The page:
OH’s role in Covid vaccine delivery highlighted by SOM and Tony Blair


Further investment is required to support occupational health and the key role it can play in the delivery of the Covid-19 vaccine, the Society of Occupational Medicine (SOM) has said.

In a statement published before Christmas, shortly after the Pfizer/BioNTech vaccine was approved for use in the UK but ahead of the AstraZeneca/Oxford vaccine’s approval, SOM Council said OH professionals were “well placed” to advise employers and employees on the benefits of Covid-19 vaccination and would support government efforts to promote high levels of uptake.

The role of OH in the delivery of a vaccination programme has also been highlighted by former prime minister Tony Blair, who said the profession could be a vital resource in administering the vaccine.

Blair urged the government to ensure as many people as possible receive a first dose of the vaccine to increase immunity, rather than holding back a second dose for each person who receives it, a change that has now happened.

He said: “Given the advantages of the AstraZeneca vaccine in terms of simplicity to administer – like the flu jab – we should surely be using every available potential resource including all pharmacies, occupational health capacity and those suitable to be trained fast to administer vaccines and increase the rate of vaccination.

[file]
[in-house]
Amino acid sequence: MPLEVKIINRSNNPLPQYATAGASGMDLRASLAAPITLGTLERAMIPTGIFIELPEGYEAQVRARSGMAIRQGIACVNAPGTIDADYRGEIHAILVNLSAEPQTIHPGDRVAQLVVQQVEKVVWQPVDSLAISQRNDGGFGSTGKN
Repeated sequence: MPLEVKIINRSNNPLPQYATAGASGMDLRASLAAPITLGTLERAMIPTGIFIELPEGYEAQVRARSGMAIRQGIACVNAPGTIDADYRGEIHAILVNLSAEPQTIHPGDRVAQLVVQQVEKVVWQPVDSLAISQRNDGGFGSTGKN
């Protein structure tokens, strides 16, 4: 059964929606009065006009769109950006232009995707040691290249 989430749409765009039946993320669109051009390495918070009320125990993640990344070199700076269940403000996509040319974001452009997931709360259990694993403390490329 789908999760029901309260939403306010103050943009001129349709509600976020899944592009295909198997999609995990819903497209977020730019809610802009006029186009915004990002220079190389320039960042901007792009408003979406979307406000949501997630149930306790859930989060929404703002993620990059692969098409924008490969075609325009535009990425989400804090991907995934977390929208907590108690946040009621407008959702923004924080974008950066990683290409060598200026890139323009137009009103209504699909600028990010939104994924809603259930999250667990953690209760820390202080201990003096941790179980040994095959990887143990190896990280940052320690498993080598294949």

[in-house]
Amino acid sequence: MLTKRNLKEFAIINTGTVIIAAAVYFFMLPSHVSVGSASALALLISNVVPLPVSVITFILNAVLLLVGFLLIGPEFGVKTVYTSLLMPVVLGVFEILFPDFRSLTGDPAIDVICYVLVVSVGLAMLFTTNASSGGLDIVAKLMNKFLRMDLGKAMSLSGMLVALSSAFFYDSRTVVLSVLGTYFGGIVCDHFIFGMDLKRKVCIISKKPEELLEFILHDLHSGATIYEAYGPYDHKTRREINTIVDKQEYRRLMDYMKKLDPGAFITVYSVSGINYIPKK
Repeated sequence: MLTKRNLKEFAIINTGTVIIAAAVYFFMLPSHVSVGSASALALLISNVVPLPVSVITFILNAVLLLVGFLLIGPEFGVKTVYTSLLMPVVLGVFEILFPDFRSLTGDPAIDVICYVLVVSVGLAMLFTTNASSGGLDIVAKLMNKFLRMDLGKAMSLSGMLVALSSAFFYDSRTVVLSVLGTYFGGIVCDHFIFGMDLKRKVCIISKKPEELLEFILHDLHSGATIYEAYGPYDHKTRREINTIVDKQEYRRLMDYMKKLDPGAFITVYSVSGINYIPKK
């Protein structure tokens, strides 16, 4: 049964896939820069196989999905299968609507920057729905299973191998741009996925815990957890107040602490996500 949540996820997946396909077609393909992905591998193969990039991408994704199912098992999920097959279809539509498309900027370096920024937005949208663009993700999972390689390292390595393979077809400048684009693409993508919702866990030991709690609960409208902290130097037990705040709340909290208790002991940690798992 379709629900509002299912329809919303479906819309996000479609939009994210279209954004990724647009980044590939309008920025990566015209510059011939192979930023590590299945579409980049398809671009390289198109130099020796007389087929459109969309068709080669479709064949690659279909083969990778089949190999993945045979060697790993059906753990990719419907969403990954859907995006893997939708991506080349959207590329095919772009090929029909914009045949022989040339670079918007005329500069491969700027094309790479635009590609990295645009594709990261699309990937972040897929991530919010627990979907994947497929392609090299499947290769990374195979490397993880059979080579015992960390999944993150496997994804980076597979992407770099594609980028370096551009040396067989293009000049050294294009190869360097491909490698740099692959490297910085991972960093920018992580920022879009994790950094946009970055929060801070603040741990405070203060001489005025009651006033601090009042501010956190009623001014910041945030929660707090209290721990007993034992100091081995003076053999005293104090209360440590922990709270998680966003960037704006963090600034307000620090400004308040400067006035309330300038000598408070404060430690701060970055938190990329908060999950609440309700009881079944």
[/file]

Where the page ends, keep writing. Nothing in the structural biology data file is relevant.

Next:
“And we should think about greater flexibility in the plan, with vaccination of groups most likely to transmit the virus and hotspot areas as well as age and vulnerability.”

With the vaccination programme likely to take many months, SOM advised OH practitioners to continue to emphasise to both employers and employees the importance of hygiene controls and “hands, face, space” guidance throughout 2021.

Meanwhile, a poll commissioned by XpertHR in early December found 35% of the public said they were unlikely to get a Covid-19 vaccination when it was offered to them.

Some 48% were worried it would not be safe, 47% were worried it would not be effective and 55% were worried about side effects.

Jeya Thiruchelvam, managing editor at XpertHR, said: “Many people have concerns about the vaccine, so employers must recognise this and tread carefully when the roll-out moves to people of working age. Encouraging employees to take the vaccine is fine – but forcing them is not.”

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